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December 11, 2017
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Legislature should keep an open mind about county executive

Every 10 years a commission is appointed to look at the charter of Sullivan County to see if the county could benefit with changes to the charter and to recommend any changes to the county legislature, which may then accept or reject them.  Read more

The Department of Health and the appearance of impropriety

The New York State Department of Health (DOH) has ordered the closure of the public access area located within the gate of The Chapin Estate community because it has “no supervision, lifesaving equipment, potable water supply or emergency response communications.” It would be a little easier to believe this is really about public safety if DOH had also taken action at the two other public access spots on the Toronto and Swinging Bridge reservoirs, which have the exact same conditions.  Read more

No action on constitutional convention

The last time voters in New York State went to the polls to determine whether there should be a state constitutional convention was 1997. The voters ultimately said “no,” but even so, the state appointed a commission to study and prepare for a constitutional convention four years before that, in 1993.  Read more

Malick’s positions are on target

New York State Sen. John Bonacic nearly did not have an opponent in the coming election. No candidates had filed to run in the Democratic primary by the July 14 deadline. Pramilla Malick, however, petitioned successfully for an “opportunity to ballot,” which means that Democratic voters will have a chance to write in her name in a primary election on September 13. The “opportunity to ballot” apparently also triggers an opportunity for voters to write in other names. But Malick is the only one actively campaigning, and most likely she will be on the ballot in November challenging Bonacic.  Read more

DARK Act to be challenged

The campaign by various groups to have clear labels on food that include genetically modified organisms has been short-circuited by Congress and President Barack Obama. Congress passed and Obama signed the Safe and Accurate Food Labeling (SAFE) Act, which is also known by opponents as the Deny Americans Right to Know (DARK) Act.  Read more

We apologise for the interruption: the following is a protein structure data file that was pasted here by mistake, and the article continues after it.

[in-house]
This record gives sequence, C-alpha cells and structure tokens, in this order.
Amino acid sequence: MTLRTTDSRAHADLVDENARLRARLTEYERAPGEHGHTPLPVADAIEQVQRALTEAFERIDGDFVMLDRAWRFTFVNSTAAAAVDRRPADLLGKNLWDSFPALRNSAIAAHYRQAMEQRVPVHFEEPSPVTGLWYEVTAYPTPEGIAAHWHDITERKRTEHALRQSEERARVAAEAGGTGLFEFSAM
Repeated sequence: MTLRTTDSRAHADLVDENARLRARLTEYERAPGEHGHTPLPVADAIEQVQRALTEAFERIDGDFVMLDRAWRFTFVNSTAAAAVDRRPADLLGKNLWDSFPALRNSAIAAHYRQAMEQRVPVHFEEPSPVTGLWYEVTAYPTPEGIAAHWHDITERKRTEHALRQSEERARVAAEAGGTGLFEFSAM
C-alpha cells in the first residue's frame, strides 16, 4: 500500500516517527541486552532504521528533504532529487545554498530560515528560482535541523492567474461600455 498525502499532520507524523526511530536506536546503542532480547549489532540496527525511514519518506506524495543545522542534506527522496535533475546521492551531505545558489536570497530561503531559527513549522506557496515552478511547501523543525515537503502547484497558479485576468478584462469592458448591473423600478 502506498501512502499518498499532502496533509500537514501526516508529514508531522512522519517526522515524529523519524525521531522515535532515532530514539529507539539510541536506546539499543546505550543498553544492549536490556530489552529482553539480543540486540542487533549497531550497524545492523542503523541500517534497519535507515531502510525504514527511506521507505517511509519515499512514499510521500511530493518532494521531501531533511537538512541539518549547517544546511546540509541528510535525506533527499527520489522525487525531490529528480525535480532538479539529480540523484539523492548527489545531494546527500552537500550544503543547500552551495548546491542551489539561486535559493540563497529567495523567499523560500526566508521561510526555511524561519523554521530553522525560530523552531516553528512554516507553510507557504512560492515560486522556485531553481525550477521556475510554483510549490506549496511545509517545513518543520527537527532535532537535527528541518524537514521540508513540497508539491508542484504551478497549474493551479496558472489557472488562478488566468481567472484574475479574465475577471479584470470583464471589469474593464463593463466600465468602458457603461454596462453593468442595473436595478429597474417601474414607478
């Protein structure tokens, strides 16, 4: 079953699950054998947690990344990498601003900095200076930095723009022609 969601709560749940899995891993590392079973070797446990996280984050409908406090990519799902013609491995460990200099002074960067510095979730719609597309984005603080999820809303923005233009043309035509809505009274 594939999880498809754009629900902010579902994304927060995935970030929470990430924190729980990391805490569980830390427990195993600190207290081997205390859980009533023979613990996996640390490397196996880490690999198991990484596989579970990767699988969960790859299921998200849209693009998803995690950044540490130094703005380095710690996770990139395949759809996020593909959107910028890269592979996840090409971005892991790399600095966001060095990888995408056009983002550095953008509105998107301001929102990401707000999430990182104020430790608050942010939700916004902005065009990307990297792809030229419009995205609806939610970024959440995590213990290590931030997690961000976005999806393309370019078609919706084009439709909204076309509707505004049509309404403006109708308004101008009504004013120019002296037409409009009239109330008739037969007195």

Earmarks and the vanishing visitors’ center funding

At the most recent meeting of the Upper Delaware Scenic Byway (UDSB) Glenn Pontier, who has served on the board for 10 years, discussed who might be responsible for the loss of the more than $500,000 federal grant to help pay for a visitors’ center at Fort Delaware.

Pontier said the responsibility rested with the Sullivan County Division of Planning, the UDSB itself and Congress. In our view, the congressional role in this matter played the principal role in scuttling the project.  Read more

Liberty library deserves support

There have been many changes in society since 1894 when the Liberty Library first opened its doors. But people still read books, although increasing numbers of them do so by downloading ebooks and reading articles in online publications.  Read more

Visitors’ center belongs along the river

It’s the project that wouldn’t die. Almost everyone thought it was dead, or nearly so, in 2013, which was the last time this newspaper reported on the new visitors’ center. At that time, it was proposed to be built at Fort Delaware in Narrowsburg, NY. But recently the idea of a visitors center has returned to life with about $510,000 secured by former Congressman Maurice Hinchey more than a decade ago. (Another $250,000 secured later by Sen. John Bonacic is apparently no longer available).  Read more

Money talks in the NY 19th Congressional District

With the primary behind us and the summer moving on, it won’t be long before the money being spent by the candidates makes itself felt in the form of political ads on television, radio, print, Internet and other sources.  Read more

Fallsburg’s building moratorium would likely be upheld by courts

On June 27, the board of the Town of Fallsburg adopted a one-year moratorium on the construction of new developments that would contain more than five units. Critics, including a prominent local construction company, complained that the moratorium was intended to slow the growth of the summer Hasidic community, which is driving an unprecedented construction boom in the town.

But a look at the issues, and a quick read about what the state has to say about building moratoria, suggest that should the matter end in litigation, the courts would uphold the moratorium.  Read more